Oftentimes it is politics that takes the focus away from the reality of a situation by presenting a different perspective to suit the need of a particular environment. But there are also occasions when it is the same political considerations that highlights historical connections. One example of this is the sending of organized groups of Indian pilgrims to Gang Rinpoche (Mount Kailash) in Tibet, under the auspices of the governments of India and China.
On April 21, 2009, the Indian Foreign Ministry announced the latest group to be making the pilgrimage to Kailash later this year. Read More…
Those individuals in the West who have had some interest in Tibetan Buddhism since the Eighties, at least, of the last century would know of Vajradhatu Sun, the newspaper published by the Dharma Center of the late Trungpa Rinpoche. I used to be in Dharamsala then and would enjoy reading the newsletter for it provided me a glimpse of the evolution of Tibetan Buddhism in the United States. I loved reading about the different activities of the lamas and their disciples. I believe this newspaper has now folded into a magazine that covers areas beyond Tibetan Buddhism now.
However, I now enjoy reading the newsletter published by the Snow Lion Publications from Ithaca. Although it is a catalog of the books published by them, this paper carries different news and articles about Tibetan Buddhism, Buddhist masters and the like. Best of all, they send it to you free if you order books from them. The latest issue carries articles by some Tibetan lamas whose names are new to me, but the issues they touch are quite interesting.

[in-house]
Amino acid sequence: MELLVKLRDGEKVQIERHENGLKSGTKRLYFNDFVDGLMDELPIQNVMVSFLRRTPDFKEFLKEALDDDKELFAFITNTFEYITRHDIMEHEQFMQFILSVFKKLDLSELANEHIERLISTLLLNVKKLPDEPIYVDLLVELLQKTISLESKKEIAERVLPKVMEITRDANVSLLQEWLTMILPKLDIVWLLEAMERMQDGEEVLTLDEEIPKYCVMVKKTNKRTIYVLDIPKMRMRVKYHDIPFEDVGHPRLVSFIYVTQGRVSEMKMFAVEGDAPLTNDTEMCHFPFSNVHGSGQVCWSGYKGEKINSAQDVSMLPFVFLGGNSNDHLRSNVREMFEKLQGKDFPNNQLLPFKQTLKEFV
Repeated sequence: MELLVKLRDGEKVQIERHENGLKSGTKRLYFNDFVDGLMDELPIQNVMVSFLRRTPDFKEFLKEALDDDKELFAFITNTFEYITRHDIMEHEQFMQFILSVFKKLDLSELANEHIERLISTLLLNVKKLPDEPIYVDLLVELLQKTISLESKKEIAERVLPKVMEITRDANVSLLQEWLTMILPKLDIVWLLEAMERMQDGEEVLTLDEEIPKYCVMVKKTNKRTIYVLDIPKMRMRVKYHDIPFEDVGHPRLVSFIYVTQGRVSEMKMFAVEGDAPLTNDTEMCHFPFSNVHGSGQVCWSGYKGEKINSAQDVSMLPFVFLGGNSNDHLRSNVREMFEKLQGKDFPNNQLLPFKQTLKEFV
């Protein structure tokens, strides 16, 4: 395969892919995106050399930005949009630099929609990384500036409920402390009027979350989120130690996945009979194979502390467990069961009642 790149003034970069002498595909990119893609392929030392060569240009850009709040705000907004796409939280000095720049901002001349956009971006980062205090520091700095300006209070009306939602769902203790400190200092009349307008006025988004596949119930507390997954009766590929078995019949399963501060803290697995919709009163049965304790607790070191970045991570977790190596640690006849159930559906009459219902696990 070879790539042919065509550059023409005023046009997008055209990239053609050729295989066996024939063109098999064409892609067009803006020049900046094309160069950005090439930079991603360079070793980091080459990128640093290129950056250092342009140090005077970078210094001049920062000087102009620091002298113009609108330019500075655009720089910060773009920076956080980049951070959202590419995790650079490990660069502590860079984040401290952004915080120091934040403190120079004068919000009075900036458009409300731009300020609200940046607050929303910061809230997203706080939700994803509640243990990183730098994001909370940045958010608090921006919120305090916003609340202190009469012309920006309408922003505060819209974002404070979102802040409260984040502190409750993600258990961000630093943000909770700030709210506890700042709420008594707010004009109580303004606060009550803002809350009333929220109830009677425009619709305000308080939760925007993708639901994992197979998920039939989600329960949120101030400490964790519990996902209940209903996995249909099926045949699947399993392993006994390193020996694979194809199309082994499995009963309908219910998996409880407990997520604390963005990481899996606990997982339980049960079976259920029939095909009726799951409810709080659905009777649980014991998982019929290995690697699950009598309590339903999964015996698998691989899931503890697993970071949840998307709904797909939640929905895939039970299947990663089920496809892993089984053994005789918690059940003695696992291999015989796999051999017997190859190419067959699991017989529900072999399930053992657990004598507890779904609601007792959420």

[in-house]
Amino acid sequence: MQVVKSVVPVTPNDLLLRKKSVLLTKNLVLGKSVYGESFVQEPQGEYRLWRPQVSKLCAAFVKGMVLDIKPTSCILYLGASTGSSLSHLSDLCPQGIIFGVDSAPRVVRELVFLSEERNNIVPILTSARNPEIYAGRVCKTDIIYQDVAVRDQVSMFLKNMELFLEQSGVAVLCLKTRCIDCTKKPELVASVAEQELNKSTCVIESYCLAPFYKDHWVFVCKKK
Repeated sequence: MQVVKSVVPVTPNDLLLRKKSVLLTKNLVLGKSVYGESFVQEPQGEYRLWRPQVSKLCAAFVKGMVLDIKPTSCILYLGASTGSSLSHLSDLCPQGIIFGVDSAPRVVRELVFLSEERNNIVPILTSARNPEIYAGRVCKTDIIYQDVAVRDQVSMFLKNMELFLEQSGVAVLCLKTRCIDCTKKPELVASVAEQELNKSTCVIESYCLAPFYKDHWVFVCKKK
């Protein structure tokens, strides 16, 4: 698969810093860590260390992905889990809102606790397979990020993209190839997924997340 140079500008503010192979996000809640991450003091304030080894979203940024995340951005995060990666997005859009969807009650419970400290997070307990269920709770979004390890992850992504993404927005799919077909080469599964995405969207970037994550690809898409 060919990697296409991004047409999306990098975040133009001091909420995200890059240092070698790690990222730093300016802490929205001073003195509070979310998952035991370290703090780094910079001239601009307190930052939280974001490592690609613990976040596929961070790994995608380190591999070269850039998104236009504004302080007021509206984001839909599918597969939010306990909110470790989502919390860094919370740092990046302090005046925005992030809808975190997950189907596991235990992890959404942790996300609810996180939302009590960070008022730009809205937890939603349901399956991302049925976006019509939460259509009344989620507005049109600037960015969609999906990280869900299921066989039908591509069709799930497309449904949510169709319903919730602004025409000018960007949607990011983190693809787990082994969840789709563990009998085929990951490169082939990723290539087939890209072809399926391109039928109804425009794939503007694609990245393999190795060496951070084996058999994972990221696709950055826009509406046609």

The other day (April 2, 2009) India’s President, Pratibha Patil, visited Tawang in Arunachal Pradesh. Obviously, the issue of Arunachal Pradesh and Tawang is a matter of contention for the Chinese Government, which maintains that it is a part of Tibetan territory. Therefore, President Patil’s visit there is a political statement from India. I am waiting to see China’s reaction to it.
However, I was more engrossed with a photo that appeared in the media when President Patil visited Tawang. The photo appears to be taken during her visit to the famed Galden Namgyal Lhatse monastery, more popularly known as the Tawang Monastery. She is being greeted by monks in rows bearing the typical khata. What is different is the dress of the President. Instead of her usual Sari, President Patil is wearing a Chuba (gown), a Wonjug (shirt), a Shamo (Hat) as well as a Pangden (Apron), a dress that a typical Tibetan lady would wear. I have put “Tibetan” in quotes in the heading, because the Monpas, who are the inhabitants of Tawang, are related to Tibet and some of them may be wearing similar dress although they do have their unique garment.
I think there are photos of former Indian prime minister Indira Gandhi in a Tibetan dress, but this could be the first time an Indian President is in one. See for yourself here.